percent of the student body, a Bur-
Zau of Student Opinion record re-?
;-eals.
This year's poll shows that 25.8
percent of the student body went to
church on a representative Sunday.
No records of general church,'atten-
lance are available, but to equal the
campus figure 7000 Ann Arbor resi-
dents would have to attend the com-
munity's churches on a given Sunday.
Catholics Lead List
Various breakdowns of the results
make interesting reading. For ex-
ample, the poll shows that 70.4 per-
-ent of Catholics attend church on a
given Sunday as compared to 23.6
percent 6f Protestants, 7.7 percent of
Jews, and 10.8 percent of all others
questioned. Although only a quarter
of the campus attends churches on
a given Sunday, the poll indicates
that only 28.7 percent of the stu-
dents have never attended church
while at Michigan.
Contrary to popular conception,
woman are not better church-goers
than men; 26 percent of campus
males attend on a given Sunday and
only 25 percent of the women, the
poll indicates.
Considered from the point of view
of those who have never attended
church while at Michigan, the poll
shows that the lawyers are the cam-
pus heathens (3.8 percent never),

C" ------- ---_-- ----_..

points on the Eastern voa t.
"Then it would be ac in feresting
battle between excellent offensive op-
erations of the strong German army
and the equally effective rear-guard
action of a determined English mili-
tary machine," Dr. Kellogg observed.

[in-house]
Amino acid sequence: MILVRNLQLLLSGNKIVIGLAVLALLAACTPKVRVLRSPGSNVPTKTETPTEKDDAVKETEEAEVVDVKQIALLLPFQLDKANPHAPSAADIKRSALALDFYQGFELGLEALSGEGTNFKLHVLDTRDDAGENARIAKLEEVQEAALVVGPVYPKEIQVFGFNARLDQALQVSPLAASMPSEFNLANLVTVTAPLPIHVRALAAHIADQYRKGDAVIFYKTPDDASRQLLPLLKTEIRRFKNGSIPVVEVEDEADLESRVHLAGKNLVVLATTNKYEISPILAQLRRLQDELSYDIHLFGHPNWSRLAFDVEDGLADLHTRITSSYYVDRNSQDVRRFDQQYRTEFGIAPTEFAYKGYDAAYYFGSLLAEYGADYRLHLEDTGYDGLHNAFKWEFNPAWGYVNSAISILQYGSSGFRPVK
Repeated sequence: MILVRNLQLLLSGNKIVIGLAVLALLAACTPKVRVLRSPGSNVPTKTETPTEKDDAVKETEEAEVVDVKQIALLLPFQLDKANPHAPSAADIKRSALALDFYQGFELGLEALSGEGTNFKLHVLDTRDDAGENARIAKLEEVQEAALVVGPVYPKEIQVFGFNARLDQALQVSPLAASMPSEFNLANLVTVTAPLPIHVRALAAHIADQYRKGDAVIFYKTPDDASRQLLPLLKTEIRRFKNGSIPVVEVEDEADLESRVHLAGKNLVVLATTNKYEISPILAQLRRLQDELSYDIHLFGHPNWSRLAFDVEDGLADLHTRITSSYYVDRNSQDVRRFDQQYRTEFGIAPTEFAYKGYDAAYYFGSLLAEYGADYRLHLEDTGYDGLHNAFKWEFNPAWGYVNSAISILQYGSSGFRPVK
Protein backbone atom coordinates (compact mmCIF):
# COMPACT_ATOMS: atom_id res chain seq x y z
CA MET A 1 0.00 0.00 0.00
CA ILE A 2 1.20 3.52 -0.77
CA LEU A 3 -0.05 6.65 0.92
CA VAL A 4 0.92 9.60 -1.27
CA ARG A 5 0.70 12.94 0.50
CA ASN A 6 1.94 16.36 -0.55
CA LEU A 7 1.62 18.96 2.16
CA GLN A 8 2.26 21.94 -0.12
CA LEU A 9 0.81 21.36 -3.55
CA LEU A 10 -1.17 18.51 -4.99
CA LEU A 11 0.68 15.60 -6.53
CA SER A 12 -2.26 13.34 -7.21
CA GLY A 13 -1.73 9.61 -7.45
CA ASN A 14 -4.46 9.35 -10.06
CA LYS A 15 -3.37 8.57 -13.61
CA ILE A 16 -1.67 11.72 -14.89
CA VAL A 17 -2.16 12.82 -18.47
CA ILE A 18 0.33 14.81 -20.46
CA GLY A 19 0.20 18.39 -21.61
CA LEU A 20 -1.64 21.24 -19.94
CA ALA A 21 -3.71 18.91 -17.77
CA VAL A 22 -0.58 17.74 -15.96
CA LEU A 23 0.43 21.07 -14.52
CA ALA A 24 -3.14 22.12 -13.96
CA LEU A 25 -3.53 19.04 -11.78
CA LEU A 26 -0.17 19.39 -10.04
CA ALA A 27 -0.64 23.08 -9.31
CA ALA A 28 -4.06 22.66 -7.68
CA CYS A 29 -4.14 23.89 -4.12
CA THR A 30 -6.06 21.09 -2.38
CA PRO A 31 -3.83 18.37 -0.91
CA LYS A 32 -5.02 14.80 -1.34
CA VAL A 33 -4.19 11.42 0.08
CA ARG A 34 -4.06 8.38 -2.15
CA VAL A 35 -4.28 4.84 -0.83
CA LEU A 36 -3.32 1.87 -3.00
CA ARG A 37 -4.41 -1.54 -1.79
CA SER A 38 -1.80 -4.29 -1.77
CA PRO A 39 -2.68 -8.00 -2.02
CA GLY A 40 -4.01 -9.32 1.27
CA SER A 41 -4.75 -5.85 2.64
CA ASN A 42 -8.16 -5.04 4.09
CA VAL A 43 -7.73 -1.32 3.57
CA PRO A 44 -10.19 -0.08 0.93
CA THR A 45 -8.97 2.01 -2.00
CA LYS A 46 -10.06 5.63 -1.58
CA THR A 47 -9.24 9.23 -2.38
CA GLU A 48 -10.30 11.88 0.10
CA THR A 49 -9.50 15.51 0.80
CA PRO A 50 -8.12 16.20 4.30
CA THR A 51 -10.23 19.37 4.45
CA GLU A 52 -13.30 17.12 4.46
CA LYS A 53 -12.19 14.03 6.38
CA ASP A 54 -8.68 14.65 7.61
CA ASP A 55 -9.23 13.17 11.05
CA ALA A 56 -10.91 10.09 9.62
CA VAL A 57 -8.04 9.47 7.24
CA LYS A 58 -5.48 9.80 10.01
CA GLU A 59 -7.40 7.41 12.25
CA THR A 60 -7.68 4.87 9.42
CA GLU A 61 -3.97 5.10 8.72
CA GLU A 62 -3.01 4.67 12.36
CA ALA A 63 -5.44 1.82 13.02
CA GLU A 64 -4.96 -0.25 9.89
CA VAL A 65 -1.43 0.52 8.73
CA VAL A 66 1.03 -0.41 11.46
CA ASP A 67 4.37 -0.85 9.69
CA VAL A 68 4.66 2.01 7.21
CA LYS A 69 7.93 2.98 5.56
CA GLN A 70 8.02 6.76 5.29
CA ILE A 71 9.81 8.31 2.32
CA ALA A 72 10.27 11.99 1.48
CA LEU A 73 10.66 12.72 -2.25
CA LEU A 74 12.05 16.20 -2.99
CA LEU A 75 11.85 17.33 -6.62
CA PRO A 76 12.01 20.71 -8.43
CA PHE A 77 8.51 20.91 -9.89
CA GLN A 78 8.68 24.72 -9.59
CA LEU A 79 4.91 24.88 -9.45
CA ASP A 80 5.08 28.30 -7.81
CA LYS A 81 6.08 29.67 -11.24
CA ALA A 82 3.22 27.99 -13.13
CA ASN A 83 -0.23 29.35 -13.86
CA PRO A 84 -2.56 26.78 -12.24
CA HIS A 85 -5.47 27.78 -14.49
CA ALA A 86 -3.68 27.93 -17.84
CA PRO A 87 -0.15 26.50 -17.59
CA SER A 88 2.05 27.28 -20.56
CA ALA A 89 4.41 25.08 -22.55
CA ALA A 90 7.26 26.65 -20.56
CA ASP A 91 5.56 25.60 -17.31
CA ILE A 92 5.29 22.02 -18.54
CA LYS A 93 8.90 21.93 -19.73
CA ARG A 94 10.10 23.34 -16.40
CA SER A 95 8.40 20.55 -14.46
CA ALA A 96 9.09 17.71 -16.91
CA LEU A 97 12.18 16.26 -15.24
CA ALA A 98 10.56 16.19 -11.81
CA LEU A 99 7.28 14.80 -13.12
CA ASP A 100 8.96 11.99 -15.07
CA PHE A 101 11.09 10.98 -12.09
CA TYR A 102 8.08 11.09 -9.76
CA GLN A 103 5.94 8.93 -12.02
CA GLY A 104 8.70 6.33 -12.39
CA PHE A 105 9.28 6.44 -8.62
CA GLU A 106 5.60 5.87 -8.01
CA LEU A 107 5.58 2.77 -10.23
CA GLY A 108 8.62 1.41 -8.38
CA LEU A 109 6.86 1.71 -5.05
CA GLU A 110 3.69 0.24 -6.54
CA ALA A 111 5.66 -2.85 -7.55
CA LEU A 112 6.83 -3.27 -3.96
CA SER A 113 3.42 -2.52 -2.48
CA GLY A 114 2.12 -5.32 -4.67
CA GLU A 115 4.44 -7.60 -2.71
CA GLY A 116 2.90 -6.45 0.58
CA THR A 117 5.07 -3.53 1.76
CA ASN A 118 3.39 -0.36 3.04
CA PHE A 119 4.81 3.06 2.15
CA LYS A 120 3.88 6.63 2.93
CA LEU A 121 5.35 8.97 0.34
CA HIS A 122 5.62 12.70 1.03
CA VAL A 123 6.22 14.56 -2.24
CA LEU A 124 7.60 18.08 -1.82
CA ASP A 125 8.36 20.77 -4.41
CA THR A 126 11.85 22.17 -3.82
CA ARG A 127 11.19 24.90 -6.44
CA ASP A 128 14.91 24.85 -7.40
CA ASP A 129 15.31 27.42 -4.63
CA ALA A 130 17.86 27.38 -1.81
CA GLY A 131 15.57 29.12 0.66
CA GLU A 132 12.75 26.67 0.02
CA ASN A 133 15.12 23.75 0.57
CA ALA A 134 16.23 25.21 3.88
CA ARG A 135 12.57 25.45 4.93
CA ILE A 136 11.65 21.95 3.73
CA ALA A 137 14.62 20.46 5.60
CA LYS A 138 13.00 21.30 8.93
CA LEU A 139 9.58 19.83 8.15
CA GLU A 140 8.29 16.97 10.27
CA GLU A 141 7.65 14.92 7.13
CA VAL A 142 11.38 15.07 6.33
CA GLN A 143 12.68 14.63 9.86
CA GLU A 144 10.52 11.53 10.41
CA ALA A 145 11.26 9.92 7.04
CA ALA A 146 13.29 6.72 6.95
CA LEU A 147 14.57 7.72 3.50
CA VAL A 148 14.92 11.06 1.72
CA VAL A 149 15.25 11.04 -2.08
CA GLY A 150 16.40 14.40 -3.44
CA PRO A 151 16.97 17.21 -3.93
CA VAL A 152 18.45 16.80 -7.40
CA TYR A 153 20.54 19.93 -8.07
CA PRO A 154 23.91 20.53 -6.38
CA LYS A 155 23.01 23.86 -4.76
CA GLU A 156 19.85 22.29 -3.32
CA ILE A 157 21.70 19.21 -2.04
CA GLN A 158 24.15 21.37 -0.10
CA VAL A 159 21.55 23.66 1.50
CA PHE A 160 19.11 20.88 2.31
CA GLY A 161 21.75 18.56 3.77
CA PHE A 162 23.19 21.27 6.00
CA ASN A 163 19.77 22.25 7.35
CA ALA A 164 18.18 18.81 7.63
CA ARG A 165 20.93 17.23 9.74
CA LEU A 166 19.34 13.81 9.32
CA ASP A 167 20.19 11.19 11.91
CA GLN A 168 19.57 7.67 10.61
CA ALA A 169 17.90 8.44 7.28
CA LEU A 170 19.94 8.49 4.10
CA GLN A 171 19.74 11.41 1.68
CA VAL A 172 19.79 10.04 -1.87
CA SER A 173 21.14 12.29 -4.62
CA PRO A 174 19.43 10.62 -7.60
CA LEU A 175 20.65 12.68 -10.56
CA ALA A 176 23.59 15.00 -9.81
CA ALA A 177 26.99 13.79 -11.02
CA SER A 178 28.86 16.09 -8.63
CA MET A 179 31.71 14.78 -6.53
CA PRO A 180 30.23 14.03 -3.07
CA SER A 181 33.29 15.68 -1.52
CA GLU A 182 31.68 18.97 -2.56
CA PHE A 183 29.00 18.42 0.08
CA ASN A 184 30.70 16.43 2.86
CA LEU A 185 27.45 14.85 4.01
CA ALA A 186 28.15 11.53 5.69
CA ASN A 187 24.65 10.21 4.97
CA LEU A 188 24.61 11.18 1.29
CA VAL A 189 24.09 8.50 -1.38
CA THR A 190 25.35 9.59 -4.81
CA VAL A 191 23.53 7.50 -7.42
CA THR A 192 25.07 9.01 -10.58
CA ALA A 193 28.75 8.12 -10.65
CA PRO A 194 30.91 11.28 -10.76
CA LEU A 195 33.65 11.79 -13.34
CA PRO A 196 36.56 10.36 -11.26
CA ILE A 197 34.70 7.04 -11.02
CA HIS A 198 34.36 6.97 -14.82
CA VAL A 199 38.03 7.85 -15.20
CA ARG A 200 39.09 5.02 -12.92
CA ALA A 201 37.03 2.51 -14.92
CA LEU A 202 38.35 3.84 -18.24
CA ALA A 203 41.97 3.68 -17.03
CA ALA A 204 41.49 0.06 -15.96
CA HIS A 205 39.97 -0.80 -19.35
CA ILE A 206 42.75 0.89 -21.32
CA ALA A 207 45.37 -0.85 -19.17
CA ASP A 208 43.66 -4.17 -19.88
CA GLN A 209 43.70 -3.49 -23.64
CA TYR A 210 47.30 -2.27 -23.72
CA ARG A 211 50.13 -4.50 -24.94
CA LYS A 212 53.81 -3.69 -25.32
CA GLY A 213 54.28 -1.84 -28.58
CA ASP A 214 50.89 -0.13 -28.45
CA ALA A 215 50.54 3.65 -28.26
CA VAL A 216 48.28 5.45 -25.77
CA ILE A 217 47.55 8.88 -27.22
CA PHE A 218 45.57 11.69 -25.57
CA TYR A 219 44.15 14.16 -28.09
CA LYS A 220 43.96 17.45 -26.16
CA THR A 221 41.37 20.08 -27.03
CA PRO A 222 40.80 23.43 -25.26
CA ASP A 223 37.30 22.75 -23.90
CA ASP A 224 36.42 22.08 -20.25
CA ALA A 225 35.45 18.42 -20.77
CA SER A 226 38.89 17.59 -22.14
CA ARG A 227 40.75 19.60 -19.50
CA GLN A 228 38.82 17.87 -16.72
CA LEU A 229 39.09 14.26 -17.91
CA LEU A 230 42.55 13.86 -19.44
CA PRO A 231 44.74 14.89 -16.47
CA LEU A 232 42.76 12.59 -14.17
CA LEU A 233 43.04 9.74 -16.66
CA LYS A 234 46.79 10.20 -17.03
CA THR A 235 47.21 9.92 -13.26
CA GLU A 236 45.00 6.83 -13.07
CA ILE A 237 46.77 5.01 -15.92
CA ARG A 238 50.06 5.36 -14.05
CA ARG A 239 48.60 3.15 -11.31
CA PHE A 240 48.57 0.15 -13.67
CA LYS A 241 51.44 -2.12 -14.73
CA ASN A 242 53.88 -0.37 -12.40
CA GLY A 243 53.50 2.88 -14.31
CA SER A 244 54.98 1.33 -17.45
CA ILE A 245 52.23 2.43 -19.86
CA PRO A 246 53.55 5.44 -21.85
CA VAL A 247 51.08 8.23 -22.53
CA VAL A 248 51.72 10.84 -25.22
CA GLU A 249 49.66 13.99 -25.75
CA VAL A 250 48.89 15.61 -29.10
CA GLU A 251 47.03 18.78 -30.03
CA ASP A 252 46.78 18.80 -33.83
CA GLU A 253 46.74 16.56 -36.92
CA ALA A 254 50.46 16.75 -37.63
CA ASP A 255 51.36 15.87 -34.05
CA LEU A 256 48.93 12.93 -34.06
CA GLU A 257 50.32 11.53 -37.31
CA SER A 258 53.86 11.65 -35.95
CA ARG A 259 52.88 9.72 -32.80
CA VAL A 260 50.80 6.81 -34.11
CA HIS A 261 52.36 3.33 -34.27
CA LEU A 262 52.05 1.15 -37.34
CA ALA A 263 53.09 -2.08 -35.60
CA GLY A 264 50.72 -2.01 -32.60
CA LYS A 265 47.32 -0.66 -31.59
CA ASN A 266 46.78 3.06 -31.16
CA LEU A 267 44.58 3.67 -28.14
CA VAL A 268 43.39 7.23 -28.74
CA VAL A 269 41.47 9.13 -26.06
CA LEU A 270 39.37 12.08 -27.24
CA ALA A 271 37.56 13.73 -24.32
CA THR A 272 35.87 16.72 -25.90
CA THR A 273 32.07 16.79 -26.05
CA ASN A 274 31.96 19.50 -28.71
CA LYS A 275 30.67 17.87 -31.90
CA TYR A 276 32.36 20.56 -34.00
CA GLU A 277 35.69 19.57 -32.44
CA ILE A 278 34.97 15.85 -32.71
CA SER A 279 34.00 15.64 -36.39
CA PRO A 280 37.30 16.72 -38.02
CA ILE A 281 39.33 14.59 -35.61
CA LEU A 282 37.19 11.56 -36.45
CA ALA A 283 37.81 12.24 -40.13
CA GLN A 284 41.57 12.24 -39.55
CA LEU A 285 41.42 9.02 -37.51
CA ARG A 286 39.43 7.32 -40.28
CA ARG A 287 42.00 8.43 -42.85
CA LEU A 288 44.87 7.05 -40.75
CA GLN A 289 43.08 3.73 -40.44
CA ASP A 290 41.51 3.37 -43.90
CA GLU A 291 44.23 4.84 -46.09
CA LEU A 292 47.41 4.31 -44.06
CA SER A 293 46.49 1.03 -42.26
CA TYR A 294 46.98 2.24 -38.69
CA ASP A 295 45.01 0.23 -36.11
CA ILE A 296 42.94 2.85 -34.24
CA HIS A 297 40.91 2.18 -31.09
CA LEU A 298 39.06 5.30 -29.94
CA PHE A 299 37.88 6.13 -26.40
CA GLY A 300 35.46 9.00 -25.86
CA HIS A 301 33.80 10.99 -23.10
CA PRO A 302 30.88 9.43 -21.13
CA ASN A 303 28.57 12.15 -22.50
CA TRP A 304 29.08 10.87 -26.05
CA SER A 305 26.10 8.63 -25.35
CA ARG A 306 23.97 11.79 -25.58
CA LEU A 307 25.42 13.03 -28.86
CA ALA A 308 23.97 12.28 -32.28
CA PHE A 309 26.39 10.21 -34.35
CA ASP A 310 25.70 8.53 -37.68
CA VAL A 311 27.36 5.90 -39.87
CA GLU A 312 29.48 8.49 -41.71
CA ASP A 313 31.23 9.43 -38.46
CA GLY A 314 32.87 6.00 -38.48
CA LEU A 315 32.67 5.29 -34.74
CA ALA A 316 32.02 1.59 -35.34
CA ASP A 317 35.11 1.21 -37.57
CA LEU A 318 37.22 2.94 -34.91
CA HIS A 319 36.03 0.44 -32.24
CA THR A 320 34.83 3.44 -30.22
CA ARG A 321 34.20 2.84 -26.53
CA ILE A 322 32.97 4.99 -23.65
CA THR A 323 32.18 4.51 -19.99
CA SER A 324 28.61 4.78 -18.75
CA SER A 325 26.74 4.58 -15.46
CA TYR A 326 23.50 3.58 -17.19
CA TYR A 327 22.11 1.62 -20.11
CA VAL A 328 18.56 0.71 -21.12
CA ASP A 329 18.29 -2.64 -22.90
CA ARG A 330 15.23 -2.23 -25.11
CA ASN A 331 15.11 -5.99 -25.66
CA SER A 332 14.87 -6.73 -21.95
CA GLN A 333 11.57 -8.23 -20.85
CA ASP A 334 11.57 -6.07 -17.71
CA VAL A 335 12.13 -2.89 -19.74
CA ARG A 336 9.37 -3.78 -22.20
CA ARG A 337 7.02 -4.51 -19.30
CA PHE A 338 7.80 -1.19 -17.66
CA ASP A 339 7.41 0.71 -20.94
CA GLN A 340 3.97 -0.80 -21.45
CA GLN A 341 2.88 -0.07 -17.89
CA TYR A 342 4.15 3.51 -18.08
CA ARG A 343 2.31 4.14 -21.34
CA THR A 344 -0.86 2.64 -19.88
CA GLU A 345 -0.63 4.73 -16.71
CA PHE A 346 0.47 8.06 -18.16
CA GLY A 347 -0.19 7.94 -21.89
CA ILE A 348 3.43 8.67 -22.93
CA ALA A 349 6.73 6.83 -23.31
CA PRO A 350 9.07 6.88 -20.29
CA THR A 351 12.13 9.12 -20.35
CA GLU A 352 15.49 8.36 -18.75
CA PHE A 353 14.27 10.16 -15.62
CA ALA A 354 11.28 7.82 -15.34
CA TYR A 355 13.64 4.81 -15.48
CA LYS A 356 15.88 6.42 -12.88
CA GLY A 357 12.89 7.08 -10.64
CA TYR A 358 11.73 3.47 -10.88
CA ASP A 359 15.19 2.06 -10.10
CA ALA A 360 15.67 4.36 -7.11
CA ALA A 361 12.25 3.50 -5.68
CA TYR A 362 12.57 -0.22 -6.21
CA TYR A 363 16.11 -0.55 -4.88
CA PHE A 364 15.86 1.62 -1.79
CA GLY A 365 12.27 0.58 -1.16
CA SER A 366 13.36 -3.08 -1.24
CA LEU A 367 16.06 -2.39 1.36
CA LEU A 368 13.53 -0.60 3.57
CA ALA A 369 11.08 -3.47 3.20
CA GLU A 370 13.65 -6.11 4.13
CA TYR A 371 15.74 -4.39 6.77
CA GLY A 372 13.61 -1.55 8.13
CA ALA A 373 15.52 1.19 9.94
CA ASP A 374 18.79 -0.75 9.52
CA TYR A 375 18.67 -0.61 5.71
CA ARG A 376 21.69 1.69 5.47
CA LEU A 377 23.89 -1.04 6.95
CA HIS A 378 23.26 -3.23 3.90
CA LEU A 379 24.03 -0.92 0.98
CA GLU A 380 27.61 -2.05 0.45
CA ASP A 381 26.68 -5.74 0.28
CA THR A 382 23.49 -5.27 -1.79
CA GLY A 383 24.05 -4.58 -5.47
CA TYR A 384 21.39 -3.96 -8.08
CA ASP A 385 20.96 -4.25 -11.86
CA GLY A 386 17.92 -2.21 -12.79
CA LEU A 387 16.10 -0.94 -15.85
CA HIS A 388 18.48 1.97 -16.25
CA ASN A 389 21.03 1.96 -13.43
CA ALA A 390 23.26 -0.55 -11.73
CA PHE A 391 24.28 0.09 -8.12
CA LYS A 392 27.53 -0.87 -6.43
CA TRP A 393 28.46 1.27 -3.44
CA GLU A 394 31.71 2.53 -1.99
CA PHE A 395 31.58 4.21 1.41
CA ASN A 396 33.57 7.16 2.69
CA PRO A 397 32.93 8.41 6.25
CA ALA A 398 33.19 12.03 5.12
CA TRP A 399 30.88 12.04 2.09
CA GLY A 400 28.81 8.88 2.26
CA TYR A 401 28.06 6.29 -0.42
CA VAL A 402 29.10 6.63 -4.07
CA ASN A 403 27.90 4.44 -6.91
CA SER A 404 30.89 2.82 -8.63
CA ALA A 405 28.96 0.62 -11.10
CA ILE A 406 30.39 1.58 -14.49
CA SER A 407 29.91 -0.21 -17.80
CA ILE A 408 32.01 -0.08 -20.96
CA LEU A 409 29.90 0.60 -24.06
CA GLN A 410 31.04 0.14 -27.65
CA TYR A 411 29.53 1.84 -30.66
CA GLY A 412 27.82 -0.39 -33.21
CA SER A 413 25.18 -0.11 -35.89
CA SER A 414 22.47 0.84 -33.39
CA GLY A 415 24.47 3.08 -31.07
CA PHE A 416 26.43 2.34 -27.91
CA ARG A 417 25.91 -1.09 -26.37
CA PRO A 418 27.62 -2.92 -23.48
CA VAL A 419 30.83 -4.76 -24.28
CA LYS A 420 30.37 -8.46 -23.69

At the present moment, Germany
is turning her attention to the in-
creasing action of British-led forces
in Libya which are now engaged in
mopping-up maneuvers and are rap-
idly encircling the northern coast of
Africa, he said.
"The German government is afraid
of a possible British attempt to land
troops in southern Europe and push
upward in a counter offensive. Hence,
the British campaign in Africa is a
constant source of irritation to Hit-
ler's future plans," Kellogg comment-
ed.

followed closely by medical students So far this year the Players, un-
(7. ehder the direction of Anita Newblatt,
5never) while the engineering '41, president, have taken two one-
and literary colleges are nearly even act plays to Detroit, Pontiac, Flint
with approximately 25 percent "nev- land Lansing where they were re-c
er's" each. ceive l by capacity audiences.I
'42 Similar To Lawyers Besides its numerous short pro-
As revealed by the poll, the class of ductions the Players present one longt
'42 occupies a position among the play every season. Last year they1